If you recently got your SAT scores back and are looking to send them to colleges, you may have stumbled over some vocabulary like “superscoring,” “subscores,” and “score choice.” Here is an explanation of what these words mean, as well as the ways that they could affect your college admissions process.
Subscores are your scores on each individual portion of the SAT. For example, out of 1600 points for the SAT, the highest Evidence-Based Reading and Writing subscore is 800, and the highest Math subscore is 800.
Subscores are relevant to colleges because they are a way to judge your proficiency in specific subject areas. For example, if you are applying to be an engineering major, your SAT Math subscore might face more scrutiny than your SAT Evidence-Based Reading and Writing subscore.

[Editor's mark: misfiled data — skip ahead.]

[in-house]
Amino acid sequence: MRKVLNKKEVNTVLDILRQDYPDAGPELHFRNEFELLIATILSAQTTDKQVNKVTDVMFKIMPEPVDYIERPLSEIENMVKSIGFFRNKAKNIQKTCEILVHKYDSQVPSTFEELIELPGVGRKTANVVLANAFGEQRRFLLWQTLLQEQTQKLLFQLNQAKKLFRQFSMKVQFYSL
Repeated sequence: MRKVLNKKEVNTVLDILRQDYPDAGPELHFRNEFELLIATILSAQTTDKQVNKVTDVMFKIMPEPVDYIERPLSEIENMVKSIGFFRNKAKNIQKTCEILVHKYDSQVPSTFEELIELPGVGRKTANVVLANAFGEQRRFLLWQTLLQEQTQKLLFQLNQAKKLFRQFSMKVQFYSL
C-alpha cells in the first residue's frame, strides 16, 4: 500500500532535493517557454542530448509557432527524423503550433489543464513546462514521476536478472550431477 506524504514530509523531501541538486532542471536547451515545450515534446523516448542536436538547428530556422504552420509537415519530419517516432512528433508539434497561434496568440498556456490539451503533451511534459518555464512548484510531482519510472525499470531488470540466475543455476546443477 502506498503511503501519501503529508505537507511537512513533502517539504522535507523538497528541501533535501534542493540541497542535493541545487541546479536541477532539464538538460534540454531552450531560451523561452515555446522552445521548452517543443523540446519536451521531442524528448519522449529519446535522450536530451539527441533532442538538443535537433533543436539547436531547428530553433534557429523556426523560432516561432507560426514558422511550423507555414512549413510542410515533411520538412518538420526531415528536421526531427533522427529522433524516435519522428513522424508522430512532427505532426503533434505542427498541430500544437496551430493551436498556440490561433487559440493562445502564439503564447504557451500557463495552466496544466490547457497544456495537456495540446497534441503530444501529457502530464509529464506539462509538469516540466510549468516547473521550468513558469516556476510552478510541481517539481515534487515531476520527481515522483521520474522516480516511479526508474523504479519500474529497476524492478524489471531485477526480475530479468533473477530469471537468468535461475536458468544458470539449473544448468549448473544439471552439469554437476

Supercoring & Score Choice
Superscores and Score Choice are relevant if you took the test more than one time. Superscoring means that colleges pick the highest section scores out of all the tests you took and combine them into one “superscore.”Say you took the SAT two times. Superscoring combines your highest Evidence-Based Reading and Writing subscore out of the two tests with your highest Math subscore out of the two tests.
Meanwhile, “designed to reduce student stress and improve the test-day experience, Score Choice is a score-reporting feature that gives students the option to choose the SAT scores by test date and SAT Subject Test scores by individual test that they send to colleges, in accordance with each institution’s stated score-use practice.” – CollegeBoard
Different colleges have different policies regarding superscoring and score choice. For a full list of Score-Use Practices by institution, reference the Official CollegeBoard “Score-Use Practices by Participating Institution” document.